Herefordshire Meadows members are involved in a meadow making initiative on local farms, smallholdings, estates and public spaces to restore over 52 ha of wildflower meadows. Caroline Hanks who co-ordinates the group is delighted that “after working together for 3 years we are now able to support more of our members to make meadows by broadcasting brush harvested seed, strewing green hay or purchasing native wildflower seed”.
“This meadow making initiative has been made possible with support from Plantlife, Natural England and The Prince of Wales’s Charitable Fund and is a is a fantastic opportunity to create flower rich habitat on local farms. Wildflower meadows boost the Natural Capital of the land through increased sward diversity, not to mention all the benefits for wildlife including pollinators, soils and water and the local landscape plus the sheer joy of being surrounded by the buzz of a meadow”.
Local charity Woolhope Dome Envrionment Trust have generously supported Herefordshire Meadows with a grant of almost £10,000 for equipment to set up a brush seed harvesting service in Herefordshire. The team (pictured above) were out in Woolhope last week collecting seed from Plantlife’s Coronation Meadow at Joan’s Hill Farm. It will be used to create two new Coronation Meadows in Pembridge and Avenbury.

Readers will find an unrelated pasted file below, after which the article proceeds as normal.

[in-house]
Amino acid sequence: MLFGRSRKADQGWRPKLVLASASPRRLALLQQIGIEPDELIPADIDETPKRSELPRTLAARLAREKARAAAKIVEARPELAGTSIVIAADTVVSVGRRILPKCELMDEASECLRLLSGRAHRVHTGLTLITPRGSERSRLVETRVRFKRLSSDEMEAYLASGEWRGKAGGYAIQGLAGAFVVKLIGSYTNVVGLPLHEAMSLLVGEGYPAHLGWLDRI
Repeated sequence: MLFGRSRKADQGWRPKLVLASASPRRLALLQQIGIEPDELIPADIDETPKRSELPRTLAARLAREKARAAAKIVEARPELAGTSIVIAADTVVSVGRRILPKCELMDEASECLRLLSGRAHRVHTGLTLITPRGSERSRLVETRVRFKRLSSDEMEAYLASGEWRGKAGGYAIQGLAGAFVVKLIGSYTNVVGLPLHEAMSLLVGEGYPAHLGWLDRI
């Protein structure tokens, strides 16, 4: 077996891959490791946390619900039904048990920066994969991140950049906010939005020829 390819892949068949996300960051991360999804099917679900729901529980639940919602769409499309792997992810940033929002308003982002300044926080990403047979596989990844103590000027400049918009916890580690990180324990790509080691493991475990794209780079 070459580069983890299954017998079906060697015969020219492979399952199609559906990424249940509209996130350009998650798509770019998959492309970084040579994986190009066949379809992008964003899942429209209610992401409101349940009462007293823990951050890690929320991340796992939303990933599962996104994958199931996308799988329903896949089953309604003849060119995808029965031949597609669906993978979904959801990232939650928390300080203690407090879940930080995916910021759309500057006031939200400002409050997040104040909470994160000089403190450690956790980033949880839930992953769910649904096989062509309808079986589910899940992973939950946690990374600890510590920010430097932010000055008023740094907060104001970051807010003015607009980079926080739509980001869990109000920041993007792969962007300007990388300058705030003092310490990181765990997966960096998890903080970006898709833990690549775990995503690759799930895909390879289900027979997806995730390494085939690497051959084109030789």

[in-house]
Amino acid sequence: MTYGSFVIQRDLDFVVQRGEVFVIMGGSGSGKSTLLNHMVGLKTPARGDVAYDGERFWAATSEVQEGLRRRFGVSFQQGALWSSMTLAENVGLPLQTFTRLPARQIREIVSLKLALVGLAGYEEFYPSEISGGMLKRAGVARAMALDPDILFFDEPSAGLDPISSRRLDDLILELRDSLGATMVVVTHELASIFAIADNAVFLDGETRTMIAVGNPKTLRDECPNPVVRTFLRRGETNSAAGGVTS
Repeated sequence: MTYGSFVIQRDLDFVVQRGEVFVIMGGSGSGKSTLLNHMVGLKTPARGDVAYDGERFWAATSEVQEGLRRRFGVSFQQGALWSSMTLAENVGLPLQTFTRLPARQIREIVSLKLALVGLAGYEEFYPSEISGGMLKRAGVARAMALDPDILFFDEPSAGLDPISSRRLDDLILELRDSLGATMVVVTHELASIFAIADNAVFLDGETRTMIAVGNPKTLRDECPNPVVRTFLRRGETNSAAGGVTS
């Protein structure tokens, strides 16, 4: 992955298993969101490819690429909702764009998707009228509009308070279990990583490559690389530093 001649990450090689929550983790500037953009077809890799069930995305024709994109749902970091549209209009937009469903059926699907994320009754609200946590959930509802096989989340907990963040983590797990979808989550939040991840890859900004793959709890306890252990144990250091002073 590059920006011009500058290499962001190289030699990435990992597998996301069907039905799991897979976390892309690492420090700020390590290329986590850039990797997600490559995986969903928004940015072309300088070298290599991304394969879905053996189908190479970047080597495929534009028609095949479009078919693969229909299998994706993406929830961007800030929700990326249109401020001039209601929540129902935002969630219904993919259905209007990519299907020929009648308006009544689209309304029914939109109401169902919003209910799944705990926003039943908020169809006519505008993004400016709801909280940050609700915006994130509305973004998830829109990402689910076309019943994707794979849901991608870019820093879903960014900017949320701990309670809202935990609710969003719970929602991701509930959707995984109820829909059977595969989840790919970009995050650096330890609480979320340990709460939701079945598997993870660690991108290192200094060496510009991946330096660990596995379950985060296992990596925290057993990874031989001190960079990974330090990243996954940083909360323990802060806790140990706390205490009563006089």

Other Herefordshire Meadows farmers in the pilot are re-creating floodplain meadows, enhancing permanent and temporary grassland or creating wildflower meadows on arable land across the County. James Hawkins, who farms at Bringsty, chairs Herefordshire Meadows, and points out “the group unites meadow managers interested in conserving wildflower meadows and also promotes their value as part of a productive farm business. We welcome anyone looking to profit from native grasslands and diverse herbal leys”. For more information about the group visit www.herefordshiremeadows.org.uk.